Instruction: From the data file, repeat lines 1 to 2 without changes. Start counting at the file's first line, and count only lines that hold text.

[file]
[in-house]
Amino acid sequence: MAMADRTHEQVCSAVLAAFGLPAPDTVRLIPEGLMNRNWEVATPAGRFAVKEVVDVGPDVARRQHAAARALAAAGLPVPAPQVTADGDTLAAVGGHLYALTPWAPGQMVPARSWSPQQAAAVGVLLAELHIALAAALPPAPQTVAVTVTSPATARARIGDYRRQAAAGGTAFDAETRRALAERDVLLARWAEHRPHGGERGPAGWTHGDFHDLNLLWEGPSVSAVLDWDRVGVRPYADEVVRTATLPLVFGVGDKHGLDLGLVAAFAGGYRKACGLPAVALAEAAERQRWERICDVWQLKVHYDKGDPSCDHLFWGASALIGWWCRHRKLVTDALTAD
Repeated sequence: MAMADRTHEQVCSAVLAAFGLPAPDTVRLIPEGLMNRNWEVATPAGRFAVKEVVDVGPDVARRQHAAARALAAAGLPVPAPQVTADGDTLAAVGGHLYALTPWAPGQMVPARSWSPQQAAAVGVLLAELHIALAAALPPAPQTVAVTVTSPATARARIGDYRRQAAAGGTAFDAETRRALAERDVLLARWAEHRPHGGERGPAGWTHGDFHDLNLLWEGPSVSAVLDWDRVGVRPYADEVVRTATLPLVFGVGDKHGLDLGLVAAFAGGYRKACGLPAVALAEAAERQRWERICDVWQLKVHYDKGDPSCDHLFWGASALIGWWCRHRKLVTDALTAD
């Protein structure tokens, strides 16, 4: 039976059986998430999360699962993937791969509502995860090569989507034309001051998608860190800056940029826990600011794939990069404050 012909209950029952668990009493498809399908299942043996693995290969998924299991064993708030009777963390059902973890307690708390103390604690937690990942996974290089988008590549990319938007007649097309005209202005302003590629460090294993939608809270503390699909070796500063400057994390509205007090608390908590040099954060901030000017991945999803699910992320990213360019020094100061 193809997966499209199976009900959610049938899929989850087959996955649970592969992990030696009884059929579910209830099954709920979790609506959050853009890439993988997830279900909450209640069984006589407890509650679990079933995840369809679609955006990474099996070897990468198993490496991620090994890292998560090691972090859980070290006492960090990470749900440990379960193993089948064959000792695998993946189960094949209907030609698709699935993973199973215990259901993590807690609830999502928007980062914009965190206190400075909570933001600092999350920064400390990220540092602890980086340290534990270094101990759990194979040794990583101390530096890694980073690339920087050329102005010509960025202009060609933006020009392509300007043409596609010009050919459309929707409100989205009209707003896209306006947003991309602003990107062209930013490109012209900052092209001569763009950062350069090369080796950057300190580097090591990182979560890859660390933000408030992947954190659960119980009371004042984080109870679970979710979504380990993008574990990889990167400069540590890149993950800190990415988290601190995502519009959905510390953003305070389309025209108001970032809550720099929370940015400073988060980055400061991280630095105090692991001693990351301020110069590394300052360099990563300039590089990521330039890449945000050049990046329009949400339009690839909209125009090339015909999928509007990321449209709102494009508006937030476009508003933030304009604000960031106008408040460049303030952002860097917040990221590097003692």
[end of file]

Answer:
[in-house]
Amino acid sequence: MAMADRTHEQVCSAVLAAFGLPAPDTVRLIPEGLMNRNWEVATPAGRFAVKEVVDVGPDVARRQHAAARALAAAGLPVPAPQVTADGDTLAAVGGHLYALTPWAPGQMVPARSWSPQQAAAVGVLLAELHIALAAALPPAPQTVAVTVTSPATARARIGDYRRQAAAGGTAFDAETRRALAERDVLLARWAEHRPHGGERGPAGWTHGDFHDLNLLWEGPSVSAVLDWDRVGVRPYADEVVRTATLPLVFGVGDKHGLDLGLVAAFAGGYRKACGLPAVALAEAAERQRWERICDVWQLKVHYDKGDPSCDHLFWGASALIGWWCRHRKLVTDALTAD